The Scalable Internet Resource Server (SIRS) concentrates on the development of a service capable of supporting internet resources that are encapsulated in Globe distributed shared objects (DSOs). A Globe DSO can be physically distributed across multiple machines, but more importantly, implements its own object-specific distribution strategy.
For example, consider a software package such as the Linux RedHat distribution. This highly popular package is basically updated at a single site and subsequently copied to several mirror sites all over the world. Clients wanting the latest RedHat release of Linux, should contact their nearest RedHat mirror site and download the software from there. In terms of Globe, the Linux package would be implemented as a DSO with a master/slave replication policy.
A completely different strategy could be used for the distribution of software that is related to a specific language, such as Dutch. In that case, distribution may be restricted to the Netherlands only by installing it at a single site, and let replication take place on demand by means of proxy caches.
These two examples illustrate that it makes sense to distinguish different distribution strategies, and assign strategies on a per-object basis. In particular, by distinguishing object-specific distribution strategies, it becomes possible to devise scalable solutions by exploiting distribution, caching, and replication. Solutions can be made scalable by taking into account exactly how an object is used and modified.
The SIRS project is basically concerned with building client and server software that can support Globe DSOs encapsulating typical internet resources such as Web pages and FTP-able files such as software packages.
An important part of the project is formed by a system that supports location-independent names. Such names are imperative if replication (or mobility) of objects is to be supported. At present, naming in internet applications is basically done by means of URLs. A URL identifies a transfer protocol, a server, and a resource that is managed by that server. Because the server's name is incorporated in the URL, it becomes impossible to replicate a resource to another server without changing its name.
To support replication, we need a location-independent name such as a URN, which is subsequently translated into one or more URLs, where each URL refers to a specific replica. The SIRS project includes the development of a naming system to support location-independent names, and the mapping of such names to URLs.
The goal of SIRS-1 was to build client software with the functionality listed below. For each item, we describe what has been achieved.
We have built a name service using BIND8, and connected this to our existing implementation of the Globe location service. At present, it is possible to resolve a Globe URN such as ``globe://globe-doc.html'' into a URL specifying exactly where the referred Globe distributed object can be contacted.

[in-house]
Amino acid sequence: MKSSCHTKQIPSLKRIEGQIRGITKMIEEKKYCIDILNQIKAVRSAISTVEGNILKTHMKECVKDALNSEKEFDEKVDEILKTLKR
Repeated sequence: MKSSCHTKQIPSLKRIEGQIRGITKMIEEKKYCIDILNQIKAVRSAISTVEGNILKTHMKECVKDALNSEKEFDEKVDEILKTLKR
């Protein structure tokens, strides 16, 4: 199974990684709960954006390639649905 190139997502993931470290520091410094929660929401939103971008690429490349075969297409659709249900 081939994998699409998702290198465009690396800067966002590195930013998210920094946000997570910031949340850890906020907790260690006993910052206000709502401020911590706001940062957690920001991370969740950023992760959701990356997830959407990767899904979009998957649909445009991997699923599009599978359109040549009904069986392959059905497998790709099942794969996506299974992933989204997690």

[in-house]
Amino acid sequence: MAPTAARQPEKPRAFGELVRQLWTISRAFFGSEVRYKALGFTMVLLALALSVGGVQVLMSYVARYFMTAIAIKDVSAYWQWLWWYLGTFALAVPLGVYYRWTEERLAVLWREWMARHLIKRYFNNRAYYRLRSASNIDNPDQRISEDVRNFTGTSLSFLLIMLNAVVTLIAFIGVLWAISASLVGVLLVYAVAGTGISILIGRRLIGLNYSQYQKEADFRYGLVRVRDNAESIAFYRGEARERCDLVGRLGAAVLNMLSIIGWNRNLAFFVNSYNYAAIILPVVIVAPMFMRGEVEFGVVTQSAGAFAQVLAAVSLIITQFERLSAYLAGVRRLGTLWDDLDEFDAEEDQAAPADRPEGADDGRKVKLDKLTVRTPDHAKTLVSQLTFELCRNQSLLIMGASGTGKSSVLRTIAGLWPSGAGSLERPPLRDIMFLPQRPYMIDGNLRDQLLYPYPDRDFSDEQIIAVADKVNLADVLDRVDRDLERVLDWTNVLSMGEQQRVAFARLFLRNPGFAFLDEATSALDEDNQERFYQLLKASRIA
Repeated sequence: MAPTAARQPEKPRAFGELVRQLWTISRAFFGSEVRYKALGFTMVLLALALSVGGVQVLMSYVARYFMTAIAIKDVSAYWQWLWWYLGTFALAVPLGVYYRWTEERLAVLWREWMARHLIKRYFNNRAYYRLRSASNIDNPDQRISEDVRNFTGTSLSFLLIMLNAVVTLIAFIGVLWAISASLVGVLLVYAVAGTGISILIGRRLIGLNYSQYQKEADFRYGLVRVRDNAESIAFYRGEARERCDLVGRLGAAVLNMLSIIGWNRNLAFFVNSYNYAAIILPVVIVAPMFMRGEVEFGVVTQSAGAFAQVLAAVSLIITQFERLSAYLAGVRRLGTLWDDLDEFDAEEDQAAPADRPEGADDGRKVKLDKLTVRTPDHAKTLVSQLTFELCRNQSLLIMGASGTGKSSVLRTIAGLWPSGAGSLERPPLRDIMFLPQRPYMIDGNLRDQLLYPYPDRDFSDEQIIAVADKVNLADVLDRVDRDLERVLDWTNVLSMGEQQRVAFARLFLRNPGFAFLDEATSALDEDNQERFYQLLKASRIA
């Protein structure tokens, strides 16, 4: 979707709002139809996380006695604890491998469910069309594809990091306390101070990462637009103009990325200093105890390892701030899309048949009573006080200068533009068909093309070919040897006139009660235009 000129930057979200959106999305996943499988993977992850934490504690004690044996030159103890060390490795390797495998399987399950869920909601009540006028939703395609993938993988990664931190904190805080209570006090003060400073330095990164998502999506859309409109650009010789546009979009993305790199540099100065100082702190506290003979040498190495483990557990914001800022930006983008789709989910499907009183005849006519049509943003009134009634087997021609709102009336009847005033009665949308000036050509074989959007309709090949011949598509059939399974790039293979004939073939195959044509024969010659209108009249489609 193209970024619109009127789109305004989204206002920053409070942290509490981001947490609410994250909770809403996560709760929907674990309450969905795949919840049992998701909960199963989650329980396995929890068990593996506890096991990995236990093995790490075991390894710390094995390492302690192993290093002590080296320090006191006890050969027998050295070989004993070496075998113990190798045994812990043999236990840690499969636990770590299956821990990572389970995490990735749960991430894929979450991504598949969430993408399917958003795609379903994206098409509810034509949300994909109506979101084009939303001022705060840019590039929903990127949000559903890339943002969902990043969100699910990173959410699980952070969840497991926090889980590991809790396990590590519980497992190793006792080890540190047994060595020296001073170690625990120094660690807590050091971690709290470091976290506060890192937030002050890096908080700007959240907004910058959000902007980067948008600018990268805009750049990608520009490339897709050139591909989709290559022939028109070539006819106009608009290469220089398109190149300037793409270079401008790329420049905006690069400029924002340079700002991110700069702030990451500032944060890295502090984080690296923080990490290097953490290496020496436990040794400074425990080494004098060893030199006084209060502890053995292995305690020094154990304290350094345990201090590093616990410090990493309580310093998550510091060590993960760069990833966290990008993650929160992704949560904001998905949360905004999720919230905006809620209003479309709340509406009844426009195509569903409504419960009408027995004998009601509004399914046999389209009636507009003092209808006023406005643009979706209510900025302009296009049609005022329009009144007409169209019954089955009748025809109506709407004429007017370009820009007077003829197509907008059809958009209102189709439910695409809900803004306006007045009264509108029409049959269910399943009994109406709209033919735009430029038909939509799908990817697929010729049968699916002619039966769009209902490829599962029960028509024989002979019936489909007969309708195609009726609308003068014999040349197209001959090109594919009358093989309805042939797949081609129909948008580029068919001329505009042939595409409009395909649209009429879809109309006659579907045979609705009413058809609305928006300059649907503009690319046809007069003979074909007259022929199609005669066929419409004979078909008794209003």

We have deleveloped a component that acts as a front end to the naming and location system. This front end is comparable to lightweight Web proxy capable of accepting http requests, possibly embedded with requests expressed in different protocols such as ftp. The front end, called the translator, supports the translation of http requests to Globe URNs, and vice versa. Http requests that do not have a Globe URN embedded, are forwarded to regular http servers and other proxies. Globe URNs are forwarded to the Globe naming service.
The translator can also accept an HTML page that contains Globe URNs, which it then translates into an HTML page with only syntactically http references. Such a page can be displayed on any existing Web browser. In effect, our translator is the main mechanism by which Globe distributed objects that encapsulate Web pages, can be accessed through existing browsers.
In addition to these deliverables, we have also done the following:
It should be clear from the previous section that in SIRS-1 we did much more than was laid down in the original project plan. However, what we have not yet done is thoroughly test our software. The main reason for not doing so, is that thorough testing makes sense only when the complete system is available in prototype version.
In particular, the following needs to be done (and will be done within the context of SIRS-2):
Added to this report are two documents. One document describes the current setup of SIRS, the other document describes in detail the combination of the naming and location service.
In a meeting with NLnet held on 09.12.1999, the following was agreed:
The sites will be selected as soon as possible. Although no date has been explicitly mentioned, a number of candidate sites will be contacted before 01.03.2000. Besides NLnet, possible candidates are:
A financial statement has been added separately to this report.
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